ASHTABULA TOWNSHIP —
For Edgewood Senior High School, 2012 has been a year of firsts, with new classes being offered next fall and clubs creating fun-filled fund-raisers to try out. One example is this year’s Student Council hosting Edgewood’s first talent show to benefit The Leukemia and Lymphoma Society.
Edgewood’s Student Council became interested in the society after receiving a phone call from one of its representatives.
“In the past, the society had a good relationship with the school,” said Christina Fischer, the Student Council adviser. She said that Edgewood was contacted about possibly hosting some sort of fund-raiser for the society because the school has often been a contributor to their cause.
The idea of the talent show was agreed upon by the majority of Student Council members. They have been the driving force behind every aspect of the event. Posters have been hung around school, announcements have been made, and participants are scheduled to audition April 11. There will be roughly 10 acts participating in the talent show that include groups and individuals from all four grades.
Many of the Student Council members have high expectations for the fund-raiser.
“I would definitely love to give over $1,000,” Fischer said.
Admission to the event is $1 for students. Participants are paying $5 to present their special skills. Also during the weeks leading up to the talent show, all students and faculty members are encouraged to donate to the society.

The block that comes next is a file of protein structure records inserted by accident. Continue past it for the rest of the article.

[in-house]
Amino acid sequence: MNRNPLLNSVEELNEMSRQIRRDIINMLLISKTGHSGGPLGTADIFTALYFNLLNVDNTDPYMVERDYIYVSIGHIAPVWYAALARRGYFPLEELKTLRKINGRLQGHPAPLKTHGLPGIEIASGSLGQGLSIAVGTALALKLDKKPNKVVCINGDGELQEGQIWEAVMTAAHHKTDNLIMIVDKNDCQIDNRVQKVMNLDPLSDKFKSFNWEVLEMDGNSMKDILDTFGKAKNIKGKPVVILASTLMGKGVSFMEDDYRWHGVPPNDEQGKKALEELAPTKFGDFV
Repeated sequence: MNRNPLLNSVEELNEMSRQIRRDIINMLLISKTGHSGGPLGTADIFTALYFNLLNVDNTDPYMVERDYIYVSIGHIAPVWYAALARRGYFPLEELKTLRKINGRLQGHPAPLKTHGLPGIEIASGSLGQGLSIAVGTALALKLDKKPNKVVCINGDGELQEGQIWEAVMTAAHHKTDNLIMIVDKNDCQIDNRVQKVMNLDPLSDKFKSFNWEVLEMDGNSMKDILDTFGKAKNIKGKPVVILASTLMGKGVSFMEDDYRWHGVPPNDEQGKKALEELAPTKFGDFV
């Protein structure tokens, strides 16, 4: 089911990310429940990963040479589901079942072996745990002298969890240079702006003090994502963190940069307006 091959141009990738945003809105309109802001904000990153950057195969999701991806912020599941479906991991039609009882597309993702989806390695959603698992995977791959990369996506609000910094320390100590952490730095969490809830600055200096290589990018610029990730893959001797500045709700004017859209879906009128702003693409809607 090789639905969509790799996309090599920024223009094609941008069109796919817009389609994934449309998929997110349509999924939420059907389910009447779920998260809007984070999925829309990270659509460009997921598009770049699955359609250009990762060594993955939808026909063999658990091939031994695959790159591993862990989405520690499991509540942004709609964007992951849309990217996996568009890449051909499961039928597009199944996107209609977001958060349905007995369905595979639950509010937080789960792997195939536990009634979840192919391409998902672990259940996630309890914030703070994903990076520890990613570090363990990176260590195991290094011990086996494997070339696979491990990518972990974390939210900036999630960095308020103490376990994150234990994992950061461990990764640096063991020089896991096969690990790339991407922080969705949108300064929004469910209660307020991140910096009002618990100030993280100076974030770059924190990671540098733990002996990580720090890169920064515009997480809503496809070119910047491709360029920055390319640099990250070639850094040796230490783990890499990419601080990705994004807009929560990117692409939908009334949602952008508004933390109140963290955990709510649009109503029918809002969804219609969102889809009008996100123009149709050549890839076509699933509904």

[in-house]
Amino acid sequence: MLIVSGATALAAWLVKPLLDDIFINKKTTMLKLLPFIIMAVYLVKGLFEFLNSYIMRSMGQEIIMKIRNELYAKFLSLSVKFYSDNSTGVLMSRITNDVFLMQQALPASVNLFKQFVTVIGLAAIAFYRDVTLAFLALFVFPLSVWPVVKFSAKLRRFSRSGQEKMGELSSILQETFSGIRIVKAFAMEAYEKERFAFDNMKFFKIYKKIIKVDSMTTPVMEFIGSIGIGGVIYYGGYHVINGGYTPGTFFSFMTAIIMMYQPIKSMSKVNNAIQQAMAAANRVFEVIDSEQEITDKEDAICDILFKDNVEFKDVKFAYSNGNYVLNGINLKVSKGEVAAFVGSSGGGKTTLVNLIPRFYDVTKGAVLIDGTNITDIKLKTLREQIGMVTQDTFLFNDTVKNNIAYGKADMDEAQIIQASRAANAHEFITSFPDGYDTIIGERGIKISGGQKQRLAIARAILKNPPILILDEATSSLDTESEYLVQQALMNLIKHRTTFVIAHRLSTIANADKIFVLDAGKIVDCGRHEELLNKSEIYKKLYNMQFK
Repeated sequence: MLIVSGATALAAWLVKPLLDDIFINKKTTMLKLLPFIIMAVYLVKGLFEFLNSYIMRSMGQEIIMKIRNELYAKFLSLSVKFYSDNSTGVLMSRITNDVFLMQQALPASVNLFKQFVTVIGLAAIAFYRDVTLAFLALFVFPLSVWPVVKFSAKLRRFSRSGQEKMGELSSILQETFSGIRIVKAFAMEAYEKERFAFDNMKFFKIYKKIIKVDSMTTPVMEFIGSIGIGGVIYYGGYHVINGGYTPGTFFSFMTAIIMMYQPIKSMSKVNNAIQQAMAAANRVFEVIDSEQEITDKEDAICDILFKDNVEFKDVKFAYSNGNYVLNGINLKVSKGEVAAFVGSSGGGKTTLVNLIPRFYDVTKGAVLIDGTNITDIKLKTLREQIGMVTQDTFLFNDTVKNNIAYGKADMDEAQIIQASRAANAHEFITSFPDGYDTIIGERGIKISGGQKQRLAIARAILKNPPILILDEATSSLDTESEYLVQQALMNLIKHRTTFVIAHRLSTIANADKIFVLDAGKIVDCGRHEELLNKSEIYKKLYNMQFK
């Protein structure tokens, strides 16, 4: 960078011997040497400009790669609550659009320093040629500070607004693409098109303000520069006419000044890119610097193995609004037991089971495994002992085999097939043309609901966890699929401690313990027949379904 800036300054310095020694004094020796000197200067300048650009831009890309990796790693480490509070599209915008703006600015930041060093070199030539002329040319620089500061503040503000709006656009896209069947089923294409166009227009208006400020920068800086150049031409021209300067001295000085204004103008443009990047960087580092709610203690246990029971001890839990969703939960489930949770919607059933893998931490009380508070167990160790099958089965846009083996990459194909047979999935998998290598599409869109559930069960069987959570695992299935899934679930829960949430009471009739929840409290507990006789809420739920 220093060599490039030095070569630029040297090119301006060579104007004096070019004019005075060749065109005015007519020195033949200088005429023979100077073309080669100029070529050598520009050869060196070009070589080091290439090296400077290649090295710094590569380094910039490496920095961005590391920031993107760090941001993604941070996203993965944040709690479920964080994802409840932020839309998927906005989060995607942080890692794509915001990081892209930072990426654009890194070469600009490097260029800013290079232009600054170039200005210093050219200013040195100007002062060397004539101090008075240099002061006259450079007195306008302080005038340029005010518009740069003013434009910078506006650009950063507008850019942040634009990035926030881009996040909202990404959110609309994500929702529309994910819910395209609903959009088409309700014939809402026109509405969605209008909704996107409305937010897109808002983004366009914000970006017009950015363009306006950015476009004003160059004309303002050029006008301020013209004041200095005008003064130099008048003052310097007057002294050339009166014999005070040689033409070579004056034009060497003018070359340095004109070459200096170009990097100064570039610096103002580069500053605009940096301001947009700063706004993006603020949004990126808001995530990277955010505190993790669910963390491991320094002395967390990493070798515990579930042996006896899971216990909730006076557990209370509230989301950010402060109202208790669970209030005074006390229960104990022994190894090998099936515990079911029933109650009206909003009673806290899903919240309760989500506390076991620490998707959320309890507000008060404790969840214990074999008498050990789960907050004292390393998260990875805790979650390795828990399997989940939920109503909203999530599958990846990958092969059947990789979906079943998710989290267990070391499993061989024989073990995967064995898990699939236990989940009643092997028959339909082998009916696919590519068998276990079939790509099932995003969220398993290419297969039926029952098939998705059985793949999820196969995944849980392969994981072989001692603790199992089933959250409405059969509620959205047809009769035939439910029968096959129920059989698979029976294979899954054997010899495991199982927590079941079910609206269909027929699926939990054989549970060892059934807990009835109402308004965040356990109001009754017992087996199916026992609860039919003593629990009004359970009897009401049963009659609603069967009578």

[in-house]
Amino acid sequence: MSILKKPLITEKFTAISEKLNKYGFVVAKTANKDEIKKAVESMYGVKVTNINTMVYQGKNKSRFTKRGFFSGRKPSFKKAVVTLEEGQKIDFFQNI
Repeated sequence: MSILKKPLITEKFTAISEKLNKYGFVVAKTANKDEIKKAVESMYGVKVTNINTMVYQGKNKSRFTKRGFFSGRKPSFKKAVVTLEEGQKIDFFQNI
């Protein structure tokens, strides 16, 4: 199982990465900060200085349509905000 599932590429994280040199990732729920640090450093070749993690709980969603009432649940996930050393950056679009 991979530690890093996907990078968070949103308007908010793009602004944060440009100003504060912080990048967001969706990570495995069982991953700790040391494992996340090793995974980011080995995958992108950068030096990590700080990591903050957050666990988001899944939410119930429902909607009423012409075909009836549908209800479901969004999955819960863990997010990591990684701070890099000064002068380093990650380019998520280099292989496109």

The talent show has been well accepted by the student body. It is the hope of the Student Council that this will become an annual event. Fischer said that the anticipation from year to year will help boost participation levels, as well as bring in donations from students and faculty.
The talent show will be held April 20 during the last period of the day in the Edgewood auditorium.
Science fairs have been long running traditions at many schools, and Edgewood is about to join the tradition. The first ever science fair at Edgewood, organized by Elizabeth Simpson of the Science Department, will occur on April 28. Fifteen to 20 groups of students and a handful of individual students will compete against each other for awards provided by the community, who, Simpson says, seemed very excited.
Advertisements of the fair have been hanging around the school for a month and the response from the students has been positive.
“It’s a learning process,” Simpson said.
Being the first year, Simpson said she is getting her feet wet and learning what to do for next year.
The idea came to Edgewood’s staff after a faculty member was asked to judge at another science fair in the county. Principal Karl Williamson liked the idea, and approached Simpson about running a fair. Unfortunately, the fair was started later than most. Because of the late start, students won’t be able to go on to compete at the district level, but will get some experience so that next year, they will know what to expect.
Simpson hopes to see the science fair grow and evolve into something bigger that will continue every year and become another one of Edgewood’s traditions. Her goal is to see it become a “STEM,” or Science Technology Engineering and Mathematics type fair. STEM fairs and the STEM curriculum have recently become popular at the university level.
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